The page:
As technology integrates itself into society, some solutions lead to futher problems. One recent danger is fake news, a phenomenon that has been misinforming readers more and more since the birth of the internet.
Coordinating with the Homecoming date, Saturday morning the Faculty of Information and Media Studies hosted a talk "Accountability and Transparency in News Media in an Era of 'Alternative Facts'." The talk brought together media experts and journalists to discuss the topic of fake news.
The panel consisted of The Canadian Press vice-president digital, Andrew Lundy; The Globe and Mail public editor, Sylvia Stead; TVO field reporter, Mary Baxter; Western FIMS professor, Victoria Rubin; and CBC London Morning show host, Rebecca Zandbergen. The panel was moderated by Western University journalism professor and The Hamilton Spectator deputy editor Paul Benedetti.
The speakers made it clear that fake news is not just a contemporary buzzword but a serious and growing threat to journalistic integrity. Central to the threat of fake news is technology.
“This isn't new, but we live in a new kind of world,” observed Benedetti.
A major facet of the danger, the panellists warned, is a need for speed. Journalists scramble to be the first to break a story, and sometimes, fact-checking is brushed under the rug in an effort to break the story before the competition.
Lundy used the example of the viral hoax of Gordon Lightfoot's supposed death in 2010 in which a single tweet convinced major news agencies of the musician's death.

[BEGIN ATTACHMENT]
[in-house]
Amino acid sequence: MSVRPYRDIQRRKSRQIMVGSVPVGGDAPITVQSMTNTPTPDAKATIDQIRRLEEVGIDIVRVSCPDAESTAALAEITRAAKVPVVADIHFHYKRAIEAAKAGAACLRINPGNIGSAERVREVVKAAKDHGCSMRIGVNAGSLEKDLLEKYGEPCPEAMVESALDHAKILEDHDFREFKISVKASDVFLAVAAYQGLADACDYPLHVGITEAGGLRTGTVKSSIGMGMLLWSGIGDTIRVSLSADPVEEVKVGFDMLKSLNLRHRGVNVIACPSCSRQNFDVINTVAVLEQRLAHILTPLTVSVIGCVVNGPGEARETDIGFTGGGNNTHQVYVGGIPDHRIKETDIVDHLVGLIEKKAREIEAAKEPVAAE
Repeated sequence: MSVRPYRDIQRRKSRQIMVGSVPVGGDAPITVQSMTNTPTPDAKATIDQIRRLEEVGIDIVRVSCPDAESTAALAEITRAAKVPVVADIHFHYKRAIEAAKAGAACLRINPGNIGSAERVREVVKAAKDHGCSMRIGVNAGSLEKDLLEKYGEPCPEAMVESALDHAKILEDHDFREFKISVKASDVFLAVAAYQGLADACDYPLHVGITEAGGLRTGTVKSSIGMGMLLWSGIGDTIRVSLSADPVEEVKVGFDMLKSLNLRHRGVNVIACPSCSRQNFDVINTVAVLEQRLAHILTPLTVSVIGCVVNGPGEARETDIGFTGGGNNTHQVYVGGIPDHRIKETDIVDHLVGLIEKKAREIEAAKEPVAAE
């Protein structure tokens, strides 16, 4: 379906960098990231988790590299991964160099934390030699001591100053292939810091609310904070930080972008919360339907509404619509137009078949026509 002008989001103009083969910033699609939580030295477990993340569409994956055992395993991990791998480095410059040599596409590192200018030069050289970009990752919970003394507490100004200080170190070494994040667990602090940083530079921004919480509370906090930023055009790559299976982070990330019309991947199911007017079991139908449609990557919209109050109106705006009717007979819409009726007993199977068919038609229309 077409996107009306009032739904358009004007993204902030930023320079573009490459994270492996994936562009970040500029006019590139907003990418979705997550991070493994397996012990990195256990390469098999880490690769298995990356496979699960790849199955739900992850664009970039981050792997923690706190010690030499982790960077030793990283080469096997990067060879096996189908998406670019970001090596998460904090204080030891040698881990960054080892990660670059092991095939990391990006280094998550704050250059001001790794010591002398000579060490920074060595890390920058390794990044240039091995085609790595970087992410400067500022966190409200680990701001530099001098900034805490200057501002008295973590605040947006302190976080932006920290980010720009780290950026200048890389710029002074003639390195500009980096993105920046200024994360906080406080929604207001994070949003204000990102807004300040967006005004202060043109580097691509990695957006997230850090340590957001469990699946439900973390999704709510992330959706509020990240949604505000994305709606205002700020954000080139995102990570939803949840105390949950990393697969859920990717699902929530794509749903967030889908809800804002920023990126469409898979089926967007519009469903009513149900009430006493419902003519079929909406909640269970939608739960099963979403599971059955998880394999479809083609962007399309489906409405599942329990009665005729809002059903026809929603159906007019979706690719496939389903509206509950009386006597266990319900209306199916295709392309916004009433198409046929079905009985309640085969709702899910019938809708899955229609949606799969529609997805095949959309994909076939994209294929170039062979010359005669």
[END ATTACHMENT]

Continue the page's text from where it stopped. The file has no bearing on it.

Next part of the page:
“Once one legitimate journalist retweeted it, it became confirmed, even though that journalist didn't do one inch of work to confirm it,” said Lundy.
Apart from mere negligence, fake news has been seized as a means of attack, most notably from U.S. President Donald Trump.
“Trump weaponized fake news,” said Benedetti, referring to an occasion at a press conference when the president called out CNN reporter Jim Acosta as being “fake news”.
“He turned it into a political bludgeon,” Benedetti noted.
Despite the president's politically charged employment of the term, much of the fake news we encounter is actually apolitical.
“A lot of it isn't even ideological: people can make a lot of money creating fake news,” said Lundy.
The panellists discussed how a lot of the false news we see on our Facebook feeds is economically motivated, meant more to collect ad revenue than sway political opinion.
The talk also touched on solutions for minimizing the influence of fake news.
Stead said the Globe and Mail tries to keep their sponsored articles aesthetically distinct from their genuine articles. Moreover, the Globe and Mail has added a “report the error” link on their articles in an effort to catch false information.
Zandbergen approached the question from another angle saying that journalists need to be more conscious of their biases and cover more than what they are interested in.
Nevertheless, the panellists all agreed the dangers of fake news could be avoided if we took the time to reflect on the content we consume.
“Some people call it critical literacy. Think more, share less,” said Rubin.
The morning ended with the sobering awareness that it is up to the individual to be critical of the news they consume. The critical reader cannot allow their ideological background to sway what they wish to be facts, and must not believe everything they read to be true.